Leaders of China and Japan met at the G20 Osaka summit in June and confirmed Japan-China relations were fully back on track. In October last year, when Japanese Prime Minister Shinzo Abe visited China, he proposed to the Chinese leaders his strong desire to "turn competition into coordination" with China.
In this sense, joint efforts involving the Belt and Road Initiative routes will provide a new platform for the two countries to deepen mutually beneficial cooperation.
There are two things emblematic of the substantial cooperation along the BRI routes. One is the Asian Infrastructure Investment Bank, and the other is third-party market cooperation. Japan has not joined the AIIB in view of the United States' position and other factors, but has reached consensus on carrying out third-party market cooperation under the framework of the BRI with China.
In December 2017, the Japanese government proposed guidelines for its enterprises on nongovernmental cooperation between Japan and China in the third-party market through financial support in areas such as energy conservation, industrial upgrading and logistics.
In May last year, Premier Li Keqiang visited Japan, and the two governments signed a memorandum of understanding on cooperation between China and Japan in nongovernmental areas in third-party markets and agreed to set up a council for this purpose.
In October last year, Abe visited China, and the two sides jointly held the first China-Japan Third-Party Market Cooperation Forum and signed 52 memorandums of understanding to tap into the huge space of cooperation and profits.
The BRI partner countries are faced with the challenges of eliminating poverty, dealing with public hazards and protecting the environment.
My research center has analyzed the potential of energy conservation and environmental improvement in them and has some findings.
If both the energy consumption per unit of gross domestic product and carbon dioxide emissions per unit of GDP in Southeast Asia, South Asia, Central Asia, the Middle East and countries of the former Soviet Union, other than Central and Eastern Europe, reach the current annual levels of those of Japan, then the annual energy consumption and carbon dioxide emissions can be reduced by about 60 to 70 percent. In particular, India and Russia have very low energy efficiency, with the maximum potential to reduce emissions at around 75 percent.
Japan has the technological edge, while China boasts a market advantage. The two countries are complementary to each other in terms of capital, technology, labor and engineering, procurement and construction.
China is rapidly catching up on many technologies, and even surpassing Japan in some fields. Their cooperation will not only benefit them, but also the third-party countries, a step forward toward the United Nations' Sustainable Development Goals.
At present, boosting third-party market cooperation remains a common challenge for China and Japan. So two things are suggested.
First, political mutual trust is a must.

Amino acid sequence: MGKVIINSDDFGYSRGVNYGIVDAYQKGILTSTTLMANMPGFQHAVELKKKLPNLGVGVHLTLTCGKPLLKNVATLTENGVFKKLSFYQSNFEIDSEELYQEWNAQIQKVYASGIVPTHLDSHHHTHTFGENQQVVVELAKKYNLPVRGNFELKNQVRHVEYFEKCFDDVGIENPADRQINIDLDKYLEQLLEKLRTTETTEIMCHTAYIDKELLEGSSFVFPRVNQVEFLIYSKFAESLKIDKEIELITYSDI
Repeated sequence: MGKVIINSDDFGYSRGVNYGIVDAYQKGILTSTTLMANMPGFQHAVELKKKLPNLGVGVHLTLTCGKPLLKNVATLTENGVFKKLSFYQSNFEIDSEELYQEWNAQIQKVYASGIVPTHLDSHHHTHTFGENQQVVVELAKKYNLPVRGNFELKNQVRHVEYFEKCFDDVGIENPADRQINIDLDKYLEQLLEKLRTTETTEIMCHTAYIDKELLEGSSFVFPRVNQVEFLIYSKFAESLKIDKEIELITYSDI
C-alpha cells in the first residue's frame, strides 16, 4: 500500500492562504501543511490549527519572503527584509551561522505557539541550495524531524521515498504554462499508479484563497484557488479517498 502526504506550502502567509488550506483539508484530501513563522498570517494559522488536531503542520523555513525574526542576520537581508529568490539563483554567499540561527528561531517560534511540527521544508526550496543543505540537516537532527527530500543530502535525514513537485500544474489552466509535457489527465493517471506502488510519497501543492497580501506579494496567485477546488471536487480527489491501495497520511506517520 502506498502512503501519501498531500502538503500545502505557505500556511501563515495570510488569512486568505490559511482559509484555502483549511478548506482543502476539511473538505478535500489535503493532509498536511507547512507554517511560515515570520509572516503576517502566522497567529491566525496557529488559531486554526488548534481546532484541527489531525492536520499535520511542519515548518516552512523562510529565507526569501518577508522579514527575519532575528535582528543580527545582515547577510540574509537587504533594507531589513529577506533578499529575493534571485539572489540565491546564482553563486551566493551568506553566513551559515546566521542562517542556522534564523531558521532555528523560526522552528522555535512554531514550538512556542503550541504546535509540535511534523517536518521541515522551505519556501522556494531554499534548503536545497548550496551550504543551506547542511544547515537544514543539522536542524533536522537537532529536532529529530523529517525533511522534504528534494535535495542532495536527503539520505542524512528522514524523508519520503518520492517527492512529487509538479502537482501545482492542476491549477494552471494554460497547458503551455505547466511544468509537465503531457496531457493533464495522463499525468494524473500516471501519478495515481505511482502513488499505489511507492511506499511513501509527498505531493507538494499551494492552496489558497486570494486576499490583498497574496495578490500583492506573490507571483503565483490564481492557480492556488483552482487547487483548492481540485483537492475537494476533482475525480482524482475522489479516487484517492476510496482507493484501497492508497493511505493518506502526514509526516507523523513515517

Chinese philosopher Confucius said, "If those who are near get pleased, those who are far away will be attracted to come."
China-Japan relations have returned to the normal track through the joint efforts of the two sides. A stable relationship not to be influenced by any third party is in the long-term interests of both countries and the rest of the world.
Second, a mutually complementary and win-win system for third-party market cooperation is needed.
The BRI partner countries are faced with three major problems of developing economies, overcoming public hazards and protecting the planet.
According to the World Bank, Russia's average power generation-efficiency in 2016 was 27.5 percent, compared with Japan's 47.7 percent. If China and Japan can work hand in hand to improve it in Russia, all three countries will gain a lot of economic and social benefits.
An approach of market principles plus benefit-sharing plus risk-sharing has been put forth. This means the selection and promotion of projects, apart from policy support, should consider the needs of third parties and market principles with a risk-sharing mechanism. Meanwhile, technology transfer or development costs are borne by all three parties.
At the same time, economic benefits are distributed according to market principles, and environmental benefits are distributed according to each party's contribution.
International and inter-regional cooperation is crucial, given the limitations of self-help efforts by developing countries and the scope and extent of global environmental issues.
So based on the status quo of developing countries along the BRI routes, China and Japan can promote effective environmental cooperation through third-party market cooperation, such as technology development and transfer, and support for the development of environmentally friendly industries in developing countries.
The author is a professor at the College of Policy Science at Ritsumeikan University and secretary-general of the Belt and Road Initiative Japan Research Center.